Differentiating and Assessing Sight Word Recognition: Assessment and Differentiation for Sight Word Recognition: Organization and classroom management ideas to make sight word assessment and practice simple and easy for teachers AND students! These sight word activities are student-friendly and help students master the first 500 Fry sight words!
Inside the Sight Word Filing Bin, are also copies of the sight word assessments that I will use once the student has mastered his or her word list.  As you can see below, these assessment lists are SIMPLE, NO-FUSS templates.  The student simply brings me or my parent volunteer (or a partner) their assessment list when they are ready to take their “test.” He or she reads the word list and the teacher checks off the words he or she instantly recognizes. There is a space at the bottom of the template to mark how many correct words the child identified. Sometimes (if the student needs it), I will even point to the words randomly on the list so that students cannot simply “memorize” the word list order. 😉
Assessment and Differentiation for Sight Word Recognition: Organization and classroom management ideas to make sight word assessment and practice simple and easy for teachers AND students! These sight word activities are student-friendly and help students master the first 500 Fry sight words!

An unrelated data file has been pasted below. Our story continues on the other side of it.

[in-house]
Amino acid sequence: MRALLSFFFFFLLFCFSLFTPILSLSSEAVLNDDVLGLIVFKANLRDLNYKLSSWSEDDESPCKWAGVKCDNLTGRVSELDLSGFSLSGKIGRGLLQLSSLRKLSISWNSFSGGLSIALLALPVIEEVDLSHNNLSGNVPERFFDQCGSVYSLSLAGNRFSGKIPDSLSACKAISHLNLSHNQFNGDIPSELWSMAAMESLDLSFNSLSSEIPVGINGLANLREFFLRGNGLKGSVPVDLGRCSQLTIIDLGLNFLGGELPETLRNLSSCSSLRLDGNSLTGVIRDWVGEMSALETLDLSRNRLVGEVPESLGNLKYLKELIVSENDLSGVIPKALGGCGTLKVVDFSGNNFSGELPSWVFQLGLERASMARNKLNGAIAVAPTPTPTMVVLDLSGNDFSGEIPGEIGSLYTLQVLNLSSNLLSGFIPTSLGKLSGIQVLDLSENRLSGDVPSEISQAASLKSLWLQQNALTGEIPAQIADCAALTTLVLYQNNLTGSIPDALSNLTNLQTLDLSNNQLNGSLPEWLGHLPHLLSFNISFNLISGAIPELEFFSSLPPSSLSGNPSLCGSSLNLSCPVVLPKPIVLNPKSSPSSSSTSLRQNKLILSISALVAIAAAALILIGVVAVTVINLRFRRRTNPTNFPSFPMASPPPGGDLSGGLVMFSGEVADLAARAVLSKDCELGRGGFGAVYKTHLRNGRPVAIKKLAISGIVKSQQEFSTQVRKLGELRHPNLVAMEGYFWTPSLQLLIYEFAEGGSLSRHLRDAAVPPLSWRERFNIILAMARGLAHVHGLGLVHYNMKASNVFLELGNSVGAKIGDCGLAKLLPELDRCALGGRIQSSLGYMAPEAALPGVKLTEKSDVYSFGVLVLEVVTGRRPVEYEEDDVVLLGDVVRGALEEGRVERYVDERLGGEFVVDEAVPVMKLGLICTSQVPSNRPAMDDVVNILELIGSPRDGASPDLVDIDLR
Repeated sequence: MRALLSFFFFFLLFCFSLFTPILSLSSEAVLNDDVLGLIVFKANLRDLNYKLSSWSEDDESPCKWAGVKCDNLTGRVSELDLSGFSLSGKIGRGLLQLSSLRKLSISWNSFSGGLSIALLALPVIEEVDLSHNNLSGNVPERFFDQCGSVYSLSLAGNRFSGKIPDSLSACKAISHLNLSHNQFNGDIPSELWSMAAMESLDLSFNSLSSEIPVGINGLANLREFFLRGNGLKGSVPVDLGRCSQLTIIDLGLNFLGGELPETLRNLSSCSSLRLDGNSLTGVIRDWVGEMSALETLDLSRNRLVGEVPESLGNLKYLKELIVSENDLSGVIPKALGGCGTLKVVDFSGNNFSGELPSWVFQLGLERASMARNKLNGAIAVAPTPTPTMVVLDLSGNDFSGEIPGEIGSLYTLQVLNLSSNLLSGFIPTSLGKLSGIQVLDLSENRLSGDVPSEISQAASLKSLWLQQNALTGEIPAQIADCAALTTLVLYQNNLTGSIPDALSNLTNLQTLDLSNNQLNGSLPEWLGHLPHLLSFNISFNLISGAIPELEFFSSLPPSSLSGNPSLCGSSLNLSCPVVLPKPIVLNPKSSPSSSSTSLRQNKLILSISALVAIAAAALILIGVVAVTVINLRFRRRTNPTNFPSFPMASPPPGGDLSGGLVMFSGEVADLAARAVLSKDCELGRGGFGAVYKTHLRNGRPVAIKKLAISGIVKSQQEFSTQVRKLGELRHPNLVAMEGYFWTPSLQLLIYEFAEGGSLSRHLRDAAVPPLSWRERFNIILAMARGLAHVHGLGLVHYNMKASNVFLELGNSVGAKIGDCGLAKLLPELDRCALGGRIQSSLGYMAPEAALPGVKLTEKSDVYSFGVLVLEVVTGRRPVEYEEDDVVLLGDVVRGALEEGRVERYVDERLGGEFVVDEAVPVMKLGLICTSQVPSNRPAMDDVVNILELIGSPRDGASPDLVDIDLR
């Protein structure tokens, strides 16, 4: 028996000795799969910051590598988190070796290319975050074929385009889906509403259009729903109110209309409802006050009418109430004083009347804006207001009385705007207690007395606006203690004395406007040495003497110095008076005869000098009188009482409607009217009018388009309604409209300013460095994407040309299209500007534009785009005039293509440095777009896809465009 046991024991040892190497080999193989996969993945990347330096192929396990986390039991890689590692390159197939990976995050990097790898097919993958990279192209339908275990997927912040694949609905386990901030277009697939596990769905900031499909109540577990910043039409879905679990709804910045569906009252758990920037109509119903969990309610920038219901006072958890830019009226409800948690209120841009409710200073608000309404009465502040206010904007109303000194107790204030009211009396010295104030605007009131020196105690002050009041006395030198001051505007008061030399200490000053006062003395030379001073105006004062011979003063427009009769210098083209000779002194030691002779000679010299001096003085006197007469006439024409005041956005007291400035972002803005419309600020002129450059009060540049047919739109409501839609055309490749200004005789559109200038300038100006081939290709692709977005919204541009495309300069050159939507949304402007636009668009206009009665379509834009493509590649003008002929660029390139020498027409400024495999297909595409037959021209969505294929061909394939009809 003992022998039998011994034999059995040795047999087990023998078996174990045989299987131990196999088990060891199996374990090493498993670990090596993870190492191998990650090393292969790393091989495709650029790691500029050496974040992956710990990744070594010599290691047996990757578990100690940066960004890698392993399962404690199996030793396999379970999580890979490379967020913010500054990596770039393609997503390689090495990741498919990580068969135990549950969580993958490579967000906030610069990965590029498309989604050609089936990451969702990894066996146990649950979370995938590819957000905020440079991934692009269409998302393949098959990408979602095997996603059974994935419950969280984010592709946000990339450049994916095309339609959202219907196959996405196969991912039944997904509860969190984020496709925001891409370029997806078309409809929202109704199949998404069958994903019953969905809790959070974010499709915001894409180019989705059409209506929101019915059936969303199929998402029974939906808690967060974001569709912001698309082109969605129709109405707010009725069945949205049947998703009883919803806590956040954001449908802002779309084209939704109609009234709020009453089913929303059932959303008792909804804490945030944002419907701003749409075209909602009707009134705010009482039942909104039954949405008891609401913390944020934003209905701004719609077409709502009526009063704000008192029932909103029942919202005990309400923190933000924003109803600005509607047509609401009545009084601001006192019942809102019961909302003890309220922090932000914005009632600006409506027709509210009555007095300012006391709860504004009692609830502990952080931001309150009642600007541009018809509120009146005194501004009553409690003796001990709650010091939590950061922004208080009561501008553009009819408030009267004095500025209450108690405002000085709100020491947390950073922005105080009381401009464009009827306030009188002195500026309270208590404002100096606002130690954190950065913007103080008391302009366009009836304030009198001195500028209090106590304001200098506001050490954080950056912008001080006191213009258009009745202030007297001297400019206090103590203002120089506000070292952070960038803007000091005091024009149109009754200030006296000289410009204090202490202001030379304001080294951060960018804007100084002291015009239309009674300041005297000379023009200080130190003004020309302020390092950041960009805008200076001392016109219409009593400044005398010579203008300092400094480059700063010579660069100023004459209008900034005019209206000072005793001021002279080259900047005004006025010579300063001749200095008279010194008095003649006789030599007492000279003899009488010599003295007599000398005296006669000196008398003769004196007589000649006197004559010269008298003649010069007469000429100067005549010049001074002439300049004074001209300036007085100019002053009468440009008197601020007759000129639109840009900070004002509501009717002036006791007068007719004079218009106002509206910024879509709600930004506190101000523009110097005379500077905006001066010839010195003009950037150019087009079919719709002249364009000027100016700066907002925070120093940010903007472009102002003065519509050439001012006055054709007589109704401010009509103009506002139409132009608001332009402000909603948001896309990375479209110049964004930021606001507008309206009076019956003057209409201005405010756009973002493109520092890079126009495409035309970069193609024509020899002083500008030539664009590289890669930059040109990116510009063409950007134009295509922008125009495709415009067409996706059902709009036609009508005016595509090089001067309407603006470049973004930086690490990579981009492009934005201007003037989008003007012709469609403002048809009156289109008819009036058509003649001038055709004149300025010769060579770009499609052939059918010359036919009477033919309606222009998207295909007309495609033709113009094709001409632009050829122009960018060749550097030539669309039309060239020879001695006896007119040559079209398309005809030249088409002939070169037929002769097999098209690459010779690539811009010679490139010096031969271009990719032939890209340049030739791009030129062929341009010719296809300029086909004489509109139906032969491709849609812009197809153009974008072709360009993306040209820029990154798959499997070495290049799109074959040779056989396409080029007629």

Once the child has mastered reading (or spelling – you choose!) all ten words on their word list set, the student colors in the cute, coordinating game board to keep track of his or her progress. Yes, you read that right. The STUDENT keeps track of his or her progress. I’m all about student-led initiatives and student-led data.  It helps the student take pride in his or her progress and holds the child accountable.  This is much more meaningful and powerful than if I kept track of the grades myself.  (However, if you do desire a whole-class progress tracking form, this pack has editable pages for you.)
Assessment and Differentiation for Sight Word Recognition: Organization and classroom management ideas to make sight word assessment and practice simple and easy for teachers AND students! These sight word activities are student-friendly and help students master the first 500 Fry sight words!